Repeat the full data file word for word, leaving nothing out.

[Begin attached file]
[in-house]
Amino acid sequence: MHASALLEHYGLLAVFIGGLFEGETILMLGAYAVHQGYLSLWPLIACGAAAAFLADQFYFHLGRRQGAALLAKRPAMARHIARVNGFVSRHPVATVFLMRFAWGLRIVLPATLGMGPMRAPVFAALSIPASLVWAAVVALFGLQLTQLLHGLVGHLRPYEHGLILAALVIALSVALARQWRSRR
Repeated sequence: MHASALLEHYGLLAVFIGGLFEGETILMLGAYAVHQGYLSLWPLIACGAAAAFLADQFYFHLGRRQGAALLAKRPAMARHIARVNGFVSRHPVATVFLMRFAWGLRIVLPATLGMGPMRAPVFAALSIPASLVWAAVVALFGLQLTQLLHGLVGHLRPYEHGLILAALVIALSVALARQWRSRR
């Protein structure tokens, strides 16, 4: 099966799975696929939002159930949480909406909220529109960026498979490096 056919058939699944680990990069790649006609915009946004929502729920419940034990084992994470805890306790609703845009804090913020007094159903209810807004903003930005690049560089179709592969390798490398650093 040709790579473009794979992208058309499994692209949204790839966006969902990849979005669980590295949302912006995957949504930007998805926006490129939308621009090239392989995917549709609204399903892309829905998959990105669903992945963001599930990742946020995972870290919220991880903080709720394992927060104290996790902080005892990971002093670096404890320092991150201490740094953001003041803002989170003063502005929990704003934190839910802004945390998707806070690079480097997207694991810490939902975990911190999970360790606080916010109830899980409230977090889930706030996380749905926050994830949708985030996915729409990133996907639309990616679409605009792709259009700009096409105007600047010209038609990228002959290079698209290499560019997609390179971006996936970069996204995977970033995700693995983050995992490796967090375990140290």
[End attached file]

[in-house]
Amino acid sequence: MHASALLEHYGLLAVFIGGLFEGETILMLGAYAVHQGYLSLWPLIACGAAAAFLADQFYFHLGRRQGAALLAKRPAMARHIARVNGFVSRHPVATVFLMRFAWGLRIVLPATLGMGPMRAPVFAALSIPASLVWAAVVALFGLQLTQLLHGLVGHLRPYEHGLILAALVIALSVALARQWRSRR
Repeated sequence: MHASALLEHYGLLAVFIGGLFEGETILMLGAYAVHQGYLSLWPLIACGAAAAFLADQFYFHLGRRQGAALLAKRPAMARHIARVNGFVSRHPVATVFLMRFAWGLRIVLPATLGMGPMRAPVFAALSIPASLVWAAVVALFGLQLTQLLHGLVGHLRPYEHGLILAALVIALSVALARQWRSRR
């Protein structure tokens, strides 16, 4: 099966799975696929939002159930949480909406909220529109960026498979490096 056919058939699944680990990069790649006609915009946004929502729920419940034990084992994470805890306790609703845009804090913020007094159903209810807004903003930005690049560089179709592969390798490398650093 040709790579473009794979992208058309499994692209949204790839966006969902990849979005669980590295949302912006995957949504930007998805926006490129939308621009090239392989995917549709609204399903892309829905998959990105669903992945963001599930990742946020995972870290919220991880903080709720394992927060104290996790902080005892990971002093670096404890320092991150201490740094953001003041803002989170003063502005929990704003934190839910802004945390998707806070690079480097997207694991810490939902975990911190999970360790606080916010109830899980409230977090889930706030996380749905926050994830949708985030996915729409990133996907639309990616679409605009792709259009700009096409105007600047010209038609990228002959290079698209290499560019997609390179971006996936970069996204995977970033995700693995983050995992490796967090375990140290």